Checking my messages

Rules are made to be broken -- in a reasoned, systematic way

So many accounts, so few passwords

Who really uses Twitter? 60% of Twitter's traffic isn't on Twitter

The Web is a Jerry Rigged Kludge

Twitter: Asleep at the Mouse Wheel

Where regulation is good: Google Voice and Vonage

How Facebook is (unintentionally) forcing programmers to piss off users

The Twit Cleaner

Perfect Secretary's pitch for @Adbroad (and the Youtube API)

The Emotions of Text

The Shorty Awards Scandal -- Manual Spam is still Spam

Google Analytics, the cloud and missing numbers #fail

Helen Klein Ross & Michael Bissell Interview at Adweek's Social Media Strategies Conference

The Internet is the New 60's

Cougars from New Zealand (and I don't mean big cats)

Adding facts together, or why you can't charge your cell phone from wifi

Social Media and the Destruction of the World

Rabid Fans vs Passive Viewers -- The Coco vs Leno saga

How to tell someone to retweet (without using up your 140 characters)

You can't buy social media

A book unopened is but a block of paper

Building the LOST: The Final Season Sweepstakes

Holiday SPAM (or the lack thereof)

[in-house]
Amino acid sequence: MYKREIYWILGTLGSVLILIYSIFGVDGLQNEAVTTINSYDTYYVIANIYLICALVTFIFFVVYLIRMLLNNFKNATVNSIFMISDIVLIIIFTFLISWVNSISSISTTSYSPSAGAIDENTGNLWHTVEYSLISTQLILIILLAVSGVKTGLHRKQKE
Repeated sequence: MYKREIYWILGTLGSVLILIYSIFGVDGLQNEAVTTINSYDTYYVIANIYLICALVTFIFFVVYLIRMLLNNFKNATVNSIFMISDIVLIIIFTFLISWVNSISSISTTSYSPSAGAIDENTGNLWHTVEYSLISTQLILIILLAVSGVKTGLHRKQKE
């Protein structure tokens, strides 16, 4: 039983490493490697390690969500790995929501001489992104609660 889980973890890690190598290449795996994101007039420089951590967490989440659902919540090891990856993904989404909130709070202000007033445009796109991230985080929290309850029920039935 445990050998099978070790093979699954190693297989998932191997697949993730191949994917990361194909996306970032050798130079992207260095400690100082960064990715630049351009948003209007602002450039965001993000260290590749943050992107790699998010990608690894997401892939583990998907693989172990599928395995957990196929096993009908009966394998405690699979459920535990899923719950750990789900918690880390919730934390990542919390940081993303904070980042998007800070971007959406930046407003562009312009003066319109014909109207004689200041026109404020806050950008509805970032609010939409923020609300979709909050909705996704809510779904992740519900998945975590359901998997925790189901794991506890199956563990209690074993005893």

Archiving Twitter

Too Many Toolbars

Random Censorship with Google Adwords

Accessibility and Shopping Online

Twisted path to customer service

Flash: Shiny objects blinding your audience

Twollow and other gold rush scripts

GPS in a Laptop computer

Thinking outside the box... There was a box?

Twitter was designed for Text Messaging

It's not the corporations, damnit

Entrepreneur or Dreamer?

Adweek Social Media Twitter for Brands Presentation

Socializing is more than Social Media

Generational Marketing is a Myth (or Who's your Daddy?)

Social Media is Just the Way We Use the Internet

Twitter Followers Don't Matter (ask the porn sites)

The Internet is Gooder than Books

Sometimes you don't want your campaign to go viral

Best Twitter Branding Campaign

Like flies to crap, Spammy Twitter Followers don't really go away

iPhone SMS Security Hole

How Flipmytweet works

Cell Phones as Microscopes

Digg is not the Hijacker -- You Are

Steve Ballmer -- the walking dead?

Twitter as an open mic poetry reading

Automatic Social [un]Awareness

First splash for United Against Malaria

New Media/Old Media and the CLIO Awards

Interview at SXSW: Mad Men Twitter And Tracking

We've got an App for that -- it's called the Web

Understanding Google To Get Your Resume Noticed

The trouble with Wordpress and other templates

Wayward Words with Baggage

Speaking at SXSW March 17th

The fleeting Memory of the Internet

It's okay to say 'I don't know'

Nike Takes Over Conquent

Facebook owns this title

Excuses, excuses

A little on Social Media

Feeding on Content

Attack of the Bots

Web 1.0

Net Neutrality